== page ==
Thursday, October 13, 2016

Glass Recycling Patent Not Invalid Under 35 U.S.C. § 101​

The court denied defendant's motion for judgment on the pleadings on the ground that plaintiff’s glass recycling patent encompassed unpatentable subject matter because the asserted claims were not directed toward an abstract idea. "As a whole, the claims of the [patent-in-suit] describe a manufacturing process for recycling batches of mixed colored cutlet glass into glass bottles with desired properties. The claims require steps that the glass-maker must physically carry out -- he cannot simply use his mind or a pen and paper to perform them. . . . [Defendant] analogizes the [patent] to the one found invalid in [another case]. . . . [That patent] was directed to a method of updating alarm limits in a catalytic conversion process. . . . The court found that, at its core, the patent claimed only a method of measuring and calculating, using a mathematical formula -- an abstract idea that, without an inventive or physical application, was unpatentable. . . . Here, the [patent-in-suit] . . . claims a step-by-step industrial process for creating a one-color glass end-product from recycled, mixed-color glass. . . . In analyzing the specific claims of the [patent-in-suit], and using prior § 101 case law only as a lighthouse in a notoriously foggy area of the law, the court concludes that the [patent-in-suit] falls within the § 101 categories of patentable subject matter."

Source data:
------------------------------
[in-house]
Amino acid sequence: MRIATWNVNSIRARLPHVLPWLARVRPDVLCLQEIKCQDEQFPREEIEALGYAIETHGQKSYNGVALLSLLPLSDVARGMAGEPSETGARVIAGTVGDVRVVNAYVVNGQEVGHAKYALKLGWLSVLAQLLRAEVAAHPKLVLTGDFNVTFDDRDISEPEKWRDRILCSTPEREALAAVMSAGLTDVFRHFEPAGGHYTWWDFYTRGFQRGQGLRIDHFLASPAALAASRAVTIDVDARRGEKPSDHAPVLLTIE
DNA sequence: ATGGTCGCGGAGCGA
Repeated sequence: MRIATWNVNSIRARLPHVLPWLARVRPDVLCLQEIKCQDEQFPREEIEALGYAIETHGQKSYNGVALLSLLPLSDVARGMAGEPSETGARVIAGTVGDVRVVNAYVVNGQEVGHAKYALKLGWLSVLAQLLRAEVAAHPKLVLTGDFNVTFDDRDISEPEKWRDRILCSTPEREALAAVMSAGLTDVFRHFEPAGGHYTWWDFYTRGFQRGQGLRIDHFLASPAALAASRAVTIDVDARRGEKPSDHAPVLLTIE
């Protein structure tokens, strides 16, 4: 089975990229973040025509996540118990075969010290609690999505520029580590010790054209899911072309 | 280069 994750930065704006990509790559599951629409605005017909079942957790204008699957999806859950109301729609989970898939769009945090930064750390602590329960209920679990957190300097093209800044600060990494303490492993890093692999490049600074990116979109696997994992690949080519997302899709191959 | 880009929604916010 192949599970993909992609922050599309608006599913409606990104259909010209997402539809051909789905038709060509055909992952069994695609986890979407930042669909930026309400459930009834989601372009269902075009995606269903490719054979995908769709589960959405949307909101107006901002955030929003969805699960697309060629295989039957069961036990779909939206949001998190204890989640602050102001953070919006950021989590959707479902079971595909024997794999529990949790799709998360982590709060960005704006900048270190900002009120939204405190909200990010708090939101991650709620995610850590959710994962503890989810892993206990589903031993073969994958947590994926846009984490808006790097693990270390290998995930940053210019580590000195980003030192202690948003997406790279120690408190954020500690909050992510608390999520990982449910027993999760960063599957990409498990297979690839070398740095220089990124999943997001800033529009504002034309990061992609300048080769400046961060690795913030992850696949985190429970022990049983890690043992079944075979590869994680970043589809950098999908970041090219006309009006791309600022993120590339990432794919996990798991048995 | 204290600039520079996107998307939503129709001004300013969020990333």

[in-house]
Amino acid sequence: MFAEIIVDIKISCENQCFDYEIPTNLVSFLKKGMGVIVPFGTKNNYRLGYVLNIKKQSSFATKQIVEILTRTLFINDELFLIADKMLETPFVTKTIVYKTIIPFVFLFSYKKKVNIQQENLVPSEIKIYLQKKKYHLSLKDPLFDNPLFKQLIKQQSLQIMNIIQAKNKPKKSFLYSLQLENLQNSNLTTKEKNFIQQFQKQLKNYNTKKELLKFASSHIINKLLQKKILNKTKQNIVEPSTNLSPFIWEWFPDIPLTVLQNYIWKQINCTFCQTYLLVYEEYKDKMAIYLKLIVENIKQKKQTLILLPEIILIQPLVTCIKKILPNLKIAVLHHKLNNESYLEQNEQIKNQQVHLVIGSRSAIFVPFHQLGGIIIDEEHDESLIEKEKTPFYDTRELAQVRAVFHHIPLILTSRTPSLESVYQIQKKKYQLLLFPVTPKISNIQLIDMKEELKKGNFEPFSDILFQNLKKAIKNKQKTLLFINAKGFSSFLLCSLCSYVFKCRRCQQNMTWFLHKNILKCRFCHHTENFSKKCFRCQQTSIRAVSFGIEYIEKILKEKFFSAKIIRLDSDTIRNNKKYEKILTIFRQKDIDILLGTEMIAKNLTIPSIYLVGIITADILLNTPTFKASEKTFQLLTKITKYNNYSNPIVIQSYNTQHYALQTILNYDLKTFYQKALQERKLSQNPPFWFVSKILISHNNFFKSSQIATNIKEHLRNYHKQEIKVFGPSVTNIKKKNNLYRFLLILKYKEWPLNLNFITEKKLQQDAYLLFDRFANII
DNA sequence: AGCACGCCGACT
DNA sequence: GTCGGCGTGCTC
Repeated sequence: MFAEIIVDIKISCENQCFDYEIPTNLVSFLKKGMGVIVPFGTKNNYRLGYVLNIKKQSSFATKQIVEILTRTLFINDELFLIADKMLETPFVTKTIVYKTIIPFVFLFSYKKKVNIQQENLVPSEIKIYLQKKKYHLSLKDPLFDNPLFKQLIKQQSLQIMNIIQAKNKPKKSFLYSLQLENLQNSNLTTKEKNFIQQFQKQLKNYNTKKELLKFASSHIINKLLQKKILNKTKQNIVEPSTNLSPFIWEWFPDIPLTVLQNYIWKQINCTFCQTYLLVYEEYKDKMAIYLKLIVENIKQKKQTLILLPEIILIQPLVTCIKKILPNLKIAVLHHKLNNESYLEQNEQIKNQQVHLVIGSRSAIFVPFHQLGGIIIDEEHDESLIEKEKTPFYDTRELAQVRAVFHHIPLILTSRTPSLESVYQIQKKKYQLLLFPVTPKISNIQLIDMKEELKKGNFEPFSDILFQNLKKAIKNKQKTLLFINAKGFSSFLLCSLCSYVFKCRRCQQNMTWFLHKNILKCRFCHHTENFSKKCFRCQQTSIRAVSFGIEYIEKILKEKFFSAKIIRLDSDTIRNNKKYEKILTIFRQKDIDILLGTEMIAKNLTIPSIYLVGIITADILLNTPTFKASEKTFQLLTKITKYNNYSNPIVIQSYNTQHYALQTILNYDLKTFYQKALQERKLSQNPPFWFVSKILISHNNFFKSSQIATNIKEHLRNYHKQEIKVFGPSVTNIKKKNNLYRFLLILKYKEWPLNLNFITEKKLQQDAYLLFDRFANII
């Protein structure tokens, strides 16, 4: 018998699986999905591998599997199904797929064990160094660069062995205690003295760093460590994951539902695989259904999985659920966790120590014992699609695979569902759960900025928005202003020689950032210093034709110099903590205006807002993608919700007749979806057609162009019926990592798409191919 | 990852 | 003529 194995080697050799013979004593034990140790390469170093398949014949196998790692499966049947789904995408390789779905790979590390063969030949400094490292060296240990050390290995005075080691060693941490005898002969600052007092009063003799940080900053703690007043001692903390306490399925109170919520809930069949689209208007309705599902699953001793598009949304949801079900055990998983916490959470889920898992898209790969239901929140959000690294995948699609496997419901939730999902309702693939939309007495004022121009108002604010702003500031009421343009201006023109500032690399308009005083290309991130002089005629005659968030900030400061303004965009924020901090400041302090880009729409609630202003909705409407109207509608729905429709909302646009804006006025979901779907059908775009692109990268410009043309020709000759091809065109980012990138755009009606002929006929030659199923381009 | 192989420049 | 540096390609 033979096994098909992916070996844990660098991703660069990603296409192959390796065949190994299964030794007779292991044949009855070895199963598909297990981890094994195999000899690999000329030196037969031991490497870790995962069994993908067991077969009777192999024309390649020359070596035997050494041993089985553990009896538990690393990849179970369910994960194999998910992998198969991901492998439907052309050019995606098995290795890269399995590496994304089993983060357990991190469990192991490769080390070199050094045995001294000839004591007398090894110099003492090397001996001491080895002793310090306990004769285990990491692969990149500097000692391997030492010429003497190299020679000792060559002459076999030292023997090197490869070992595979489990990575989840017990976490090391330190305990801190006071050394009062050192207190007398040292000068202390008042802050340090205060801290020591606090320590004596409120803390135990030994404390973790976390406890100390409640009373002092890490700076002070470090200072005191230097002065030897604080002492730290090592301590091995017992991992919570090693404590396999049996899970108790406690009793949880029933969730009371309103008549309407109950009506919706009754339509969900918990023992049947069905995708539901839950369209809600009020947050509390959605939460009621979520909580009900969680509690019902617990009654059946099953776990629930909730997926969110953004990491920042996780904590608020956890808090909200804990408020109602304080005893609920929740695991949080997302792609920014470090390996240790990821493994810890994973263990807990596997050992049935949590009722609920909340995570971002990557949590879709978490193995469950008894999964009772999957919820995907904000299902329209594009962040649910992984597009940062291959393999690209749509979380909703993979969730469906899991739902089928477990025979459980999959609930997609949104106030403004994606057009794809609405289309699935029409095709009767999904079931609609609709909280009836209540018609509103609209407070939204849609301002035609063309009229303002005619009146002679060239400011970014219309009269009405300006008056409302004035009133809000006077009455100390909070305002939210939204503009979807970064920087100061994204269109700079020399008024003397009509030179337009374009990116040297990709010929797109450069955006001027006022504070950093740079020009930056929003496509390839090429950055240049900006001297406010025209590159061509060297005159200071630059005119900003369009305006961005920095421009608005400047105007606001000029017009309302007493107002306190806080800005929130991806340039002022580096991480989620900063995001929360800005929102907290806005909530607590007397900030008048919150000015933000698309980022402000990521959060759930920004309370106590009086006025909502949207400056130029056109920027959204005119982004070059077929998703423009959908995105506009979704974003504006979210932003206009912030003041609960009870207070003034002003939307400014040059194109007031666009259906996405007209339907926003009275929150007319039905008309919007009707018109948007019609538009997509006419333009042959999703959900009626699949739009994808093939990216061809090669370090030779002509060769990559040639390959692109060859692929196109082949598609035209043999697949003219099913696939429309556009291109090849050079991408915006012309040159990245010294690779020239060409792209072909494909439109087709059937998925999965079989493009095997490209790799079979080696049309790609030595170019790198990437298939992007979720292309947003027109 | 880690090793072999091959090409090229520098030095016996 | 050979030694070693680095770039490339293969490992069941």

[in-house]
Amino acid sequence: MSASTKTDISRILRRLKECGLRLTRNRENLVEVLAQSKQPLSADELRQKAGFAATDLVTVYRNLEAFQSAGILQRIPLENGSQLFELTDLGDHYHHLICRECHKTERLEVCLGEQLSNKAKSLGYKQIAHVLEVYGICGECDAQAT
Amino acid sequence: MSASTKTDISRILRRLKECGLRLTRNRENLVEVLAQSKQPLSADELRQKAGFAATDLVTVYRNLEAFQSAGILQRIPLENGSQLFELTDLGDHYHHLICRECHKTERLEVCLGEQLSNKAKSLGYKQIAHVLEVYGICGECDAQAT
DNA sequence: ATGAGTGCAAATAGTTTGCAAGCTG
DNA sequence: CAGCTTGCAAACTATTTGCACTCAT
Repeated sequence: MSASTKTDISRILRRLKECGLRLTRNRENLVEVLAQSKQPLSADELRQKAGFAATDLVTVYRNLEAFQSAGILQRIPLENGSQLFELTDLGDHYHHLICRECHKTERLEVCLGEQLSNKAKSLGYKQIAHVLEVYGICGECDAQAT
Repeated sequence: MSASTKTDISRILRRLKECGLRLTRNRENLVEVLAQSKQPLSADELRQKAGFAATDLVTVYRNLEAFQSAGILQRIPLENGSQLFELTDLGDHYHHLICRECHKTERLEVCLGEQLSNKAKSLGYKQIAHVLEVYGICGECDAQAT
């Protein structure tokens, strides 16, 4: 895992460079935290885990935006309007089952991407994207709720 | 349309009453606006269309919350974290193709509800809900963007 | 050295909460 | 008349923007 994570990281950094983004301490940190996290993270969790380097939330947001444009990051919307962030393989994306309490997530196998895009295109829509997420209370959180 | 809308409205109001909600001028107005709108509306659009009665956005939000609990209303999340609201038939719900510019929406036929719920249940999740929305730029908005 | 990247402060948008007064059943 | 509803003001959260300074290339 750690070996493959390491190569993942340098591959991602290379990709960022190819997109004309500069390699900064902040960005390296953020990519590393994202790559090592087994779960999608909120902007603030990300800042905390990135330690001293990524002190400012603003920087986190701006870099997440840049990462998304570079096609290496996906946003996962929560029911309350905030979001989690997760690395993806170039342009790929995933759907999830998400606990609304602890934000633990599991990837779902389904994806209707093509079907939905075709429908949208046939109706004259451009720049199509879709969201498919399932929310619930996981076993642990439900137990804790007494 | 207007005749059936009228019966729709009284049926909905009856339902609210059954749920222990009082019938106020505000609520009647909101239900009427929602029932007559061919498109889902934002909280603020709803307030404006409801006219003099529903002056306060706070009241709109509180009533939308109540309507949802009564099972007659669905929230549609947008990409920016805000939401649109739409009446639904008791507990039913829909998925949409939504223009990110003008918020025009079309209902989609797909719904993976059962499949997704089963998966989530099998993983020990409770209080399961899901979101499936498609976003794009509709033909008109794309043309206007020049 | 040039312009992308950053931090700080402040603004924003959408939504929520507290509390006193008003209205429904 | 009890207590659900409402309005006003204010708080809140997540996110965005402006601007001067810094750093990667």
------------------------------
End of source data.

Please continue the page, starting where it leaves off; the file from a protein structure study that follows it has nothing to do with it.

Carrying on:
Green Mountain Glass, LLC et al v. Saint-Gobain Containers, Inc. d/b/a Verallia North America n/k/a Ardagh Glass Inc., 1-14-cv-00392 (DED October 11, 2016, Order) (Sleet, USDJ)

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